With Mr Lansman a long-standing supporter of the mandatory reselection of MPs, it cannot be long before Momentum also comes for the moderates in the House of Commons. Prospective parliamentary candidates are already being asked to sign a loyalty pledge in order to secure the support of Momentum.
Yet on Brexit, national security and the economy, the centrists have profound political disagreements with Mr Corbyn. One MP admits there is a “massive problem” looming for moderates such as him. “At the last election we could quite reasonably say to people ‘don’t worry, you can safely vote for me because there’s no chance of Jeremy Corbyn becoming prime minister’. I won’t be able to say that any more. That creates an electoral difficulty but also a moral dilemma because for me the issue is not whether he can win but whether he should win.”
The truth is that Labour has morphed into a completely different party to the one it was under Tony Blair. Moderate MPs and councillors are being edged out but they no longer feel comfortable in the party anyway. “The tectonic plates are shifting and great glaciers that once looked unbreakable have a series of hairline cracks which could cause them to suddenly burst apart,” says one former cabinet minister who believes that a combination of Europe rows and deselection threats could lead to a split.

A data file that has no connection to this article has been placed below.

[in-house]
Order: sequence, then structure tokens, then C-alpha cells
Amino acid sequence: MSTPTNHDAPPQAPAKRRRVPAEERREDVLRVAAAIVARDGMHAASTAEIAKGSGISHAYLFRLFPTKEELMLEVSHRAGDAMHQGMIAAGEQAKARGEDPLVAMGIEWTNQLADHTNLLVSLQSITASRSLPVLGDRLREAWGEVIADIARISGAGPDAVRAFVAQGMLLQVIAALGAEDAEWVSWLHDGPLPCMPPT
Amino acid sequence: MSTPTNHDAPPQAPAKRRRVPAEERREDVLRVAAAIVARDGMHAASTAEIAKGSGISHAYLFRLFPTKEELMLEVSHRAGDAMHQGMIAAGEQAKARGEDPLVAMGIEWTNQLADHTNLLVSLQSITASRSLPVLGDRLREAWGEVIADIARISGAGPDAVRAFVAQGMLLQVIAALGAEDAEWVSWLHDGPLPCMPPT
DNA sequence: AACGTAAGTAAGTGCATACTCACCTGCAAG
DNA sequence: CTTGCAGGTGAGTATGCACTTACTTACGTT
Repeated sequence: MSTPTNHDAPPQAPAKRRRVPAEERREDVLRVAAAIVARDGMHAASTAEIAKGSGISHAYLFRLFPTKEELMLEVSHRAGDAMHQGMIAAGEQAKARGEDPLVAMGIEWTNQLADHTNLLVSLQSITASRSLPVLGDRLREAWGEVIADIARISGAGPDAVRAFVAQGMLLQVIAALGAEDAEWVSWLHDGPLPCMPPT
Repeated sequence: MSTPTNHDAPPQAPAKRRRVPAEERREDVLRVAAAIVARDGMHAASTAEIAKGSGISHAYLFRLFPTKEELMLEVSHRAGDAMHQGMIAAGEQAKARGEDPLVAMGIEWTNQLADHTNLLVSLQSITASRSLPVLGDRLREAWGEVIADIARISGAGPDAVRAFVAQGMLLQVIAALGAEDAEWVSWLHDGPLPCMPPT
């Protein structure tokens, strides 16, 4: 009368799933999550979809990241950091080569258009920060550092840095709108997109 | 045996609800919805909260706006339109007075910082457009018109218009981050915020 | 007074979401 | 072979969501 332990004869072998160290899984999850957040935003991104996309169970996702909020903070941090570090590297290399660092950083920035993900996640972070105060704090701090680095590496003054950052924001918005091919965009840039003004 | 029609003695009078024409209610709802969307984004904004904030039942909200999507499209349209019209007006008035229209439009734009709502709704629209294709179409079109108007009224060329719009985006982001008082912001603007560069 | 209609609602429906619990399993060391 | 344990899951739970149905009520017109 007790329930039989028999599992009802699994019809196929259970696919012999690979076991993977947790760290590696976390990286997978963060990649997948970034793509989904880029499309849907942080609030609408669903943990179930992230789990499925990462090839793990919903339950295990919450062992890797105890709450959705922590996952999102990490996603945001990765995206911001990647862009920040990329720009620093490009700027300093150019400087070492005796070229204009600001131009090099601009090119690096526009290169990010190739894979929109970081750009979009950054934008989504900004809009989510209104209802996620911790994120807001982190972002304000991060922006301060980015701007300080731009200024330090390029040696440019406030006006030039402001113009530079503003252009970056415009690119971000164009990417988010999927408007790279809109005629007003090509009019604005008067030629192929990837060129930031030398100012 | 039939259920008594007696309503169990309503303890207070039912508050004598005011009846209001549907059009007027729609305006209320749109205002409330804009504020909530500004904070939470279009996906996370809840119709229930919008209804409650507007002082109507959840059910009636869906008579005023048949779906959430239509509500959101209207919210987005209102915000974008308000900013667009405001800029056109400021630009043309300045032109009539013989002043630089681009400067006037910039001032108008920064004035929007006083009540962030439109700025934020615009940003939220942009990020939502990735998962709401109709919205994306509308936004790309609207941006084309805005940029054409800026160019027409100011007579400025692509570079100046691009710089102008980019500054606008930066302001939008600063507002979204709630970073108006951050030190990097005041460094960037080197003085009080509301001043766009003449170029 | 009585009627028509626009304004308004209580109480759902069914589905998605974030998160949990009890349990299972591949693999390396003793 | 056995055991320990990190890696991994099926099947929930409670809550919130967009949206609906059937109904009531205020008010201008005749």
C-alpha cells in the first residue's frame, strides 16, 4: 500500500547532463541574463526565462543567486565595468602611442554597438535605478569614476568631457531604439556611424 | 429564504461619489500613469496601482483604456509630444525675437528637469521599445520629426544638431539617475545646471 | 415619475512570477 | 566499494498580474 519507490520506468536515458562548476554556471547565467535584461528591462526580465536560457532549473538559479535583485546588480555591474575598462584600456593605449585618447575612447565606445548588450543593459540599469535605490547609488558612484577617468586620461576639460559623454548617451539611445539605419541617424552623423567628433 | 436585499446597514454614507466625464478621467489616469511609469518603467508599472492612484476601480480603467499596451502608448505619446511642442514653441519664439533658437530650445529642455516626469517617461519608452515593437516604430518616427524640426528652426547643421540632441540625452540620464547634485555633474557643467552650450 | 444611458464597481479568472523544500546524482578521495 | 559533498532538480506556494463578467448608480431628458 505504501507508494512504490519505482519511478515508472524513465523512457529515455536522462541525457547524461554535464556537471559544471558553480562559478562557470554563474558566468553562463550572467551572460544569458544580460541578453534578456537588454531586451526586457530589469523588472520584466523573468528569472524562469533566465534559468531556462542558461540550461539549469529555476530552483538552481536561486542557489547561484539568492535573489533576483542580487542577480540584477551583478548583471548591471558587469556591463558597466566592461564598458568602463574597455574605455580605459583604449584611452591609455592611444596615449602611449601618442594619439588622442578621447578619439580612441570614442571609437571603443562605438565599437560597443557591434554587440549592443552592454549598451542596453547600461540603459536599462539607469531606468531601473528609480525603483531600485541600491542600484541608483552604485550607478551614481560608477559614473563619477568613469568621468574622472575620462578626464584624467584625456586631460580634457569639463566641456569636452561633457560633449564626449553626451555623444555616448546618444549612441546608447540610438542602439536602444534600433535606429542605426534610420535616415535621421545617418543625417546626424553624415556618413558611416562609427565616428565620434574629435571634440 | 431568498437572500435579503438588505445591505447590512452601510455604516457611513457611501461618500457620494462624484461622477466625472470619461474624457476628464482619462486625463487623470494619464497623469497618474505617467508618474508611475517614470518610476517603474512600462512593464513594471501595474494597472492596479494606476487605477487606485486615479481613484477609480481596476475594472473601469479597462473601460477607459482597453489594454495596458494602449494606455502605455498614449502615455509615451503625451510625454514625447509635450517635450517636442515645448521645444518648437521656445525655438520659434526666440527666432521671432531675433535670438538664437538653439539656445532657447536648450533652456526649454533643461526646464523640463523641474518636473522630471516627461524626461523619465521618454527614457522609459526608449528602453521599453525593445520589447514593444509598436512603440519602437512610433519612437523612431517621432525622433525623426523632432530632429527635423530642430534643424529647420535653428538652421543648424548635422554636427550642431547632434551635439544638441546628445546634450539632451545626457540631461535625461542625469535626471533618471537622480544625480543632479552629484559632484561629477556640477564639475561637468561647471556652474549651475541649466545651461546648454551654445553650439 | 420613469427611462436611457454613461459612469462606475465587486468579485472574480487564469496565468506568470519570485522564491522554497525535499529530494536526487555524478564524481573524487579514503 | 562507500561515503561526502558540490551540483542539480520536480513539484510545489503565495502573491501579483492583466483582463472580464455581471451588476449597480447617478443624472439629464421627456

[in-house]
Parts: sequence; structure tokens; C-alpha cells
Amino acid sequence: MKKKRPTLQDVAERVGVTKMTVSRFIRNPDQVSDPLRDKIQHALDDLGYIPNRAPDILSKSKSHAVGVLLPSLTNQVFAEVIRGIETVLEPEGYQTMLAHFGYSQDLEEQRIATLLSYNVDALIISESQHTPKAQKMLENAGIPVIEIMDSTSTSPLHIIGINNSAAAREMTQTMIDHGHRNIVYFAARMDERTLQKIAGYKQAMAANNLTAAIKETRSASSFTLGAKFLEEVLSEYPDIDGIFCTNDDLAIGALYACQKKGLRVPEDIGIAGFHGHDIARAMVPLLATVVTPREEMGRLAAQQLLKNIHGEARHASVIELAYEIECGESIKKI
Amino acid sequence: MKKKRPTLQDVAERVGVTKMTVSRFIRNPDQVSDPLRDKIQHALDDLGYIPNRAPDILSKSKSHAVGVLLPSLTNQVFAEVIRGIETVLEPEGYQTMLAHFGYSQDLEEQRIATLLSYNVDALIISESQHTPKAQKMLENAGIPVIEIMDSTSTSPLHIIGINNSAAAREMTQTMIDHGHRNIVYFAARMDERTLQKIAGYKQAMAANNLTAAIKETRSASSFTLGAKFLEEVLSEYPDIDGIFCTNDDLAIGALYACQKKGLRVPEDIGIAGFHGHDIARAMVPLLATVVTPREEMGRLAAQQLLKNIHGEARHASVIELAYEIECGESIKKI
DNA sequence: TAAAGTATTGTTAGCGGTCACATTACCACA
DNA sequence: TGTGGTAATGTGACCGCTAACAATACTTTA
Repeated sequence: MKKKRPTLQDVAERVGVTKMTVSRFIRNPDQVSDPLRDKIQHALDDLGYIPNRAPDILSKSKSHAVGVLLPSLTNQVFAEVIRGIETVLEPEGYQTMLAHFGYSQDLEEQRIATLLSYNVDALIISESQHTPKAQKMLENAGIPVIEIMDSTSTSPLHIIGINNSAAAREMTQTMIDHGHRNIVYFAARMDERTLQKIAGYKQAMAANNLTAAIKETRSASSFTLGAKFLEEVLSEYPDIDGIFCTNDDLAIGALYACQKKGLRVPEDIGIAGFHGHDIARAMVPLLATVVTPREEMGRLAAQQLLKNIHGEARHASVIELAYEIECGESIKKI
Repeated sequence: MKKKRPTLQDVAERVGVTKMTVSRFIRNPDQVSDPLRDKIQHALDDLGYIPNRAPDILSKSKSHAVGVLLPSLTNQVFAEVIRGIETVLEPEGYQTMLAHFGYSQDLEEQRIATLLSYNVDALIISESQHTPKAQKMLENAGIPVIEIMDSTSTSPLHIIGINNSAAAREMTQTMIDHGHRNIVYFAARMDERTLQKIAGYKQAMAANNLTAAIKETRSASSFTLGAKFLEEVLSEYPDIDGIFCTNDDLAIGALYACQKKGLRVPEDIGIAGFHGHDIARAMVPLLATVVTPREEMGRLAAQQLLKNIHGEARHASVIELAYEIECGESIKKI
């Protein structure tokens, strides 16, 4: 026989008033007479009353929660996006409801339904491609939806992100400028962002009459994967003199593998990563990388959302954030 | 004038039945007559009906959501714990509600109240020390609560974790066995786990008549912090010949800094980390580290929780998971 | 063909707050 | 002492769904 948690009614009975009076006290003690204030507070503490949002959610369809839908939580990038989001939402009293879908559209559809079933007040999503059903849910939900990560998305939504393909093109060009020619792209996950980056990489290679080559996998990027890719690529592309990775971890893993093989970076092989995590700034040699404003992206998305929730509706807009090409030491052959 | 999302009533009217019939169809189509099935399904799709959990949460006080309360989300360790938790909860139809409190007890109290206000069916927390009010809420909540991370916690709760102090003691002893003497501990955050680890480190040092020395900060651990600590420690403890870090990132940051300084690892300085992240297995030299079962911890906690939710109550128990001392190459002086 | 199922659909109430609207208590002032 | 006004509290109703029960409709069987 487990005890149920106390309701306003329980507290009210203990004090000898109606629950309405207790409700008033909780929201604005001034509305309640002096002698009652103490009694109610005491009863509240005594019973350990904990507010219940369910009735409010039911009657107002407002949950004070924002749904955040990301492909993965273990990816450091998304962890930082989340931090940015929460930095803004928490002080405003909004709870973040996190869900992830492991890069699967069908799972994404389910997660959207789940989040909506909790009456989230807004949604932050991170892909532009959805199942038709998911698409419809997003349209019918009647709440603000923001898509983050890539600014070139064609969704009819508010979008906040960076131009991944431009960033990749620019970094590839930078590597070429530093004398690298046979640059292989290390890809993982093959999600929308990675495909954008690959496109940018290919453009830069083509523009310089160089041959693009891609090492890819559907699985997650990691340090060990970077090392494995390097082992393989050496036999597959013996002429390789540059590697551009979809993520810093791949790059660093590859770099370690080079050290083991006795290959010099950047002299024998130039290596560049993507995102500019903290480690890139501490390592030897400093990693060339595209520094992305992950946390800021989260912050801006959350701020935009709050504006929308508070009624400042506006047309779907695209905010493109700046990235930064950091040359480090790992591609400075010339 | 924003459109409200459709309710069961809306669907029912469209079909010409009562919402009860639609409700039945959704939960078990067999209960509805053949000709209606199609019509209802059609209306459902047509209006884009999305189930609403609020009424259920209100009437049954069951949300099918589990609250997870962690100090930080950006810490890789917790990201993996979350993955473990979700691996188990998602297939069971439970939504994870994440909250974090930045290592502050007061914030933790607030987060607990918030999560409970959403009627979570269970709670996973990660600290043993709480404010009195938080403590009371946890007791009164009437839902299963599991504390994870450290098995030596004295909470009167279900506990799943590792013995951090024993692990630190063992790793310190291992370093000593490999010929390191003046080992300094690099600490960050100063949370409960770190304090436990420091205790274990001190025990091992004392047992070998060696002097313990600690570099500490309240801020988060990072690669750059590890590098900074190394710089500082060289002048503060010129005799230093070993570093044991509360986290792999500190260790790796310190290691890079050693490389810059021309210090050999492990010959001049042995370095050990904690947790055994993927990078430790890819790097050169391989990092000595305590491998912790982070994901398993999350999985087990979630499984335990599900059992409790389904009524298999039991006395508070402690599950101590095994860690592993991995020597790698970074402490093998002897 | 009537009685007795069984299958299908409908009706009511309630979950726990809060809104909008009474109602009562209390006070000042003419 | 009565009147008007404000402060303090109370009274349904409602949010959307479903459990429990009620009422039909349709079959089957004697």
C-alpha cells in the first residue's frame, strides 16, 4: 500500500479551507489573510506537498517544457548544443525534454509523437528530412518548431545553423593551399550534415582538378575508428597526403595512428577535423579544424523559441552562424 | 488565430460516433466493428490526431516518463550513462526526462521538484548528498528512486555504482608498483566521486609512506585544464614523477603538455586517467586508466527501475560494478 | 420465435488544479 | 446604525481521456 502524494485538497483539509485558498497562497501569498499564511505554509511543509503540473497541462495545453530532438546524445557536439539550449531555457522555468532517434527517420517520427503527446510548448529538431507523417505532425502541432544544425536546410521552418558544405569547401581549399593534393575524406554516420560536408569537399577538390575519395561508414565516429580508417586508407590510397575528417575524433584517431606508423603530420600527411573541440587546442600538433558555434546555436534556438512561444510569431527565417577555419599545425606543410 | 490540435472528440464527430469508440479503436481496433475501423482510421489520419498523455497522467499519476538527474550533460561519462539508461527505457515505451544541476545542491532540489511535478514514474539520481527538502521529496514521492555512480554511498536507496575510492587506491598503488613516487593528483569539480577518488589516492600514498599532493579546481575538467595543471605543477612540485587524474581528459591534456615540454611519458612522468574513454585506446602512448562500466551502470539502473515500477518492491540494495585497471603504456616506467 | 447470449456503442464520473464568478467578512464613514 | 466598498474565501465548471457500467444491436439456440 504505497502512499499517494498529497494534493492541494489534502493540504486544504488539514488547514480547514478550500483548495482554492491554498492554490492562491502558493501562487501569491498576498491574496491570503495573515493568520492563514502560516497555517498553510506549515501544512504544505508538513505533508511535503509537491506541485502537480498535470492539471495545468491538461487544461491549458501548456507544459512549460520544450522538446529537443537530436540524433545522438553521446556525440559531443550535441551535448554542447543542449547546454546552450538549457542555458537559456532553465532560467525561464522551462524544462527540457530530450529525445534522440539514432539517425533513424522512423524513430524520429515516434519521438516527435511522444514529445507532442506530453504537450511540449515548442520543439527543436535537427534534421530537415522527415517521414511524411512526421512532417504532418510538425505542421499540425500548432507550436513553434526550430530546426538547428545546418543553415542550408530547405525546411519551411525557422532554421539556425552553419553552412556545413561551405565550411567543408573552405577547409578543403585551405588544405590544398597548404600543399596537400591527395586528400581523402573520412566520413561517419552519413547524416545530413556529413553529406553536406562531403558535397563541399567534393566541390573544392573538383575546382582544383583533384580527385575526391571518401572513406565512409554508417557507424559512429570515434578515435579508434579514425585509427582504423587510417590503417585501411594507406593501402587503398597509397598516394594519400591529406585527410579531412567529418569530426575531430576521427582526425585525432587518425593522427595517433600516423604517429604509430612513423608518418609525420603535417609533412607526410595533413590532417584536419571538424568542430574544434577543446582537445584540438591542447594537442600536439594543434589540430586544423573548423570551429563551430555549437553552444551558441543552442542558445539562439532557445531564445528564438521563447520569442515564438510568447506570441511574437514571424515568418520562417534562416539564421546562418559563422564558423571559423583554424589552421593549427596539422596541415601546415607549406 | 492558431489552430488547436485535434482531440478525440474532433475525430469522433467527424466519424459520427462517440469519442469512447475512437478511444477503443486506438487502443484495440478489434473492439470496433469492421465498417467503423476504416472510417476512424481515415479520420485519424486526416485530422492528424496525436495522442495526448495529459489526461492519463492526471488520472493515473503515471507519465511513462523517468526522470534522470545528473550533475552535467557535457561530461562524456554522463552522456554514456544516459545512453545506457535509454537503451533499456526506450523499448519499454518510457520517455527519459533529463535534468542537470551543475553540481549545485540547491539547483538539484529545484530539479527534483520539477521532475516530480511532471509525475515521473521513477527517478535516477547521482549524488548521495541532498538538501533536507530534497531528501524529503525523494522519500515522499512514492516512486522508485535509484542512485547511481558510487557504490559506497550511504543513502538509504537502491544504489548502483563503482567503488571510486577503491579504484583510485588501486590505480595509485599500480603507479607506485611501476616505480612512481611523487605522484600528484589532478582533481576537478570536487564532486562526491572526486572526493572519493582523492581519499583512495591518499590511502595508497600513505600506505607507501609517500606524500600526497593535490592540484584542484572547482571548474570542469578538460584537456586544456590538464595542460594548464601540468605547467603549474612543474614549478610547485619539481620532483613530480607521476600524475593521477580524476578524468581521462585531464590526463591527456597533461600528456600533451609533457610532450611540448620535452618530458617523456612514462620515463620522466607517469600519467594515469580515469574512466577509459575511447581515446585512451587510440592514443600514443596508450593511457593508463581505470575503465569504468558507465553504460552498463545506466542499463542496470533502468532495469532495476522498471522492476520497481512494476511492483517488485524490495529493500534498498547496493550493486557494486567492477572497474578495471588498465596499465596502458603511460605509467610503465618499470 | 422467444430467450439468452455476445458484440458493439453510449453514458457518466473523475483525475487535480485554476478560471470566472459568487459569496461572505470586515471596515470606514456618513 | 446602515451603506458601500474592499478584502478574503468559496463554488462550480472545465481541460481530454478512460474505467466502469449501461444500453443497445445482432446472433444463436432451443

With Labour veering off to the left and the Tories careering to the right, there is a gaping hole in the centre of British politics. One MP describes the impossible choice the moderates face: “Can we save the Labour Party or do we have to set up something new? Both are really difficult.”
The completion of the Momentum takeover might just be the electric-shock therapy which forces that decision to be made and triggers a long overdue reshaping of British politics.